Let us go a step farther. In the human dream of a perfect world, holiness is always visualized as untouchability by sin and evil, as something unmixed with the latter; there always remains in some form or other a tendency to think in terms of black and white, a tendency to cut out and reject mercilessly the current form of the negative (which can be conceived in widely varying terms). In contemporary criticism of society and in the actions in which it vents itself, this relentless side always present in human ideals is once again only too evident. That is why the aspect of Christ’s holiness that upset his contemporaries was the complete absence of this condemnatory note—fire did not fall on the unworthy, nor were the zealous allowed to pull up the weeds they saw growing luxuriantly on all sides. On the contrary, this holiness expressed itself precisely as mingling with the sinners whom Jesus drew into his vicinity; as mingling to the point where he himself was made “to be sin” and bore the curse of the law in execution as a criminal—complete community of fate with the lost (cf. 2 Cor 5:21; Gal 3:13). He has drawn sin to himself, made it his lot, and so revealed what true “holiness” is: not separation, but union; not judgment, but redeeming love. Is the Church not simply the continuation of God’s deliberate plunge into human wretchedness; is she not simply the continuation of Jesus’ habit of sitting at table with sinners, of his mingling with the misery of sin to the point where he actually seems to sink under its weight? Is there not revealed in the unholy holiness of the Church, as opposed to man’s expectation of purity, God’s true holiness, which is love, love that does not keep its distance in a sort of aristocratic, untouchable purity but mixes with the dirt of the world, in order thus to overcome it? Can, therefore, the holiness of the Church be anything else but the bearing with one another that comes, of course, from the fact that all of us are borne up by Christ?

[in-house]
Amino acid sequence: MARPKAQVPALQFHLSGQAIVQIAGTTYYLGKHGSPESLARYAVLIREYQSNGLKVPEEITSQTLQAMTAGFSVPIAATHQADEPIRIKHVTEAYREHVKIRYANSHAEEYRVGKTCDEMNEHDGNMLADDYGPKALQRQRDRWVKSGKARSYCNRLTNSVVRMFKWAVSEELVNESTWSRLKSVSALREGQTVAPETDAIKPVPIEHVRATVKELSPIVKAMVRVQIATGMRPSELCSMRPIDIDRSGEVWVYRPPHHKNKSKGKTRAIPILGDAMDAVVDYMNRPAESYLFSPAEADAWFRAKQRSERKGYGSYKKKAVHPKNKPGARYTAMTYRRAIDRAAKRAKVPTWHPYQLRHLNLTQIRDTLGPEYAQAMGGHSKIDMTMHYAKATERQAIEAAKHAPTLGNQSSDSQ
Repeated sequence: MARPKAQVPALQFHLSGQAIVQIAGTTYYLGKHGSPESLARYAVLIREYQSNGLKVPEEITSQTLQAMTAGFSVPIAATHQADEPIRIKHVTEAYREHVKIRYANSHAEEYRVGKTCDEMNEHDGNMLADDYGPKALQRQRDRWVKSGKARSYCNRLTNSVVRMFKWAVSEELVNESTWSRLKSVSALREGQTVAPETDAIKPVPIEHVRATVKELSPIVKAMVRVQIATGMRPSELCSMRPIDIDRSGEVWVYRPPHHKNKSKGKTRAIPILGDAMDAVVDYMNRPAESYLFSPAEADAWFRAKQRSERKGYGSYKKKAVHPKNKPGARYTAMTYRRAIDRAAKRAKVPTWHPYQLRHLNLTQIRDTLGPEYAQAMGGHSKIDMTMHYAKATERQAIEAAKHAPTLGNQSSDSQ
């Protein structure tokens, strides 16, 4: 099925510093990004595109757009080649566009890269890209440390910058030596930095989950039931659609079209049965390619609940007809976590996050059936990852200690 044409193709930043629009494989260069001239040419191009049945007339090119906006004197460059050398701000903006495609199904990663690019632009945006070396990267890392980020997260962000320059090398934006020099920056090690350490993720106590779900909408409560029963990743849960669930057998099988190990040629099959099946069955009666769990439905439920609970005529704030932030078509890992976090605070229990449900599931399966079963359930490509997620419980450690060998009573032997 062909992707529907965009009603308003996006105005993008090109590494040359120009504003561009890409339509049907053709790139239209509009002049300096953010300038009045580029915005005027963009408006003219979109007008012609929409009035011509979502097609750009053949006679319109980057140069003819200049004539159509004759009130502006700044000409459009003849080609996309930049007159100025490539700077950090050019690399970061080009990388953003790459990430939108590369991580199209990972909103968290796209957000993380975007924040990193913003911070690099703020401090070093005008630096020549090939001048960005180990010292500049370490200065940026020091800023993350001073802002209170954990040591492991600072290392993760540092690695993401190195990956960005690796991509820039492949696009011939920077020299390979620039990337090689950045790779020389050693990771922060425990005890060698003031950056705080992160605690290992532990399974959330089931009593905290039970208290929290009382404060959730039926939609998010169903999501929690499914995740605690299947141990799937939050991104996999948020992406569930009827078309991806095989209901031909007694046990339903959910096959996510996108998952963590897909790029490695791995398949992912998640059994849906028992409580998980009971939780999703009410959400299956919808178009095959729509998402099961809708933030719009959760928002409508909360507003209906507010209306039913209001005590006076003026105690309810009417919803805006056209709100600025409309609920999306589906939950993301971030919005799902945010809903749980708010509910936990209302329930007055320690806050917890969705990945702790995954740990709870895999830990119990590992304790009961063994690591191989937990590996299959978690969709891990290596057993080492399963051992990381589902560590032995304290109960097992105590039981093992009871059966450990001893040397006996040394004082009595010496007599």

I must admit that to me this unholy holiness of the Church has in itself something infinitely comforting about it. Would one not be bound to despair in face of a holiness that was spotless and could only operate on us by judging us and consuming us by fire? Who would dare to assert of himself that he did not need to be tolerated by others, indeed borne up by them? And how can someone who lives on the forbearance of others himself renounce forbearing? Is it not the only gift he can offer in return, the only comfort remaining to him, that he endures just as he, too, is endured? Holiness in the Church begins with forbearance and leads to bearing up; where there is no more forbearing, there is no more bearing up either, and existence, lacking support, can only sink into the void. […]

Only someone who has experienced how, regardless of changes in her ministers and forms, the Church raises men up, gives them a home and a hope, a home that is hope—the path to eternal life—only someone who has experienced this knows what the Church is, both in days gone by and now.”


  1. Ratzinger, Introduction to Christianity, Ignatius Press, San Francisco 2004 [1968], 341-344.



  1. What does it mean that the Church, despite all the failings of her members, is holy?
  2. How is the Lord calling me today to increase in holiness by ‘carrying’ and ‘atoning’ for the sins of others?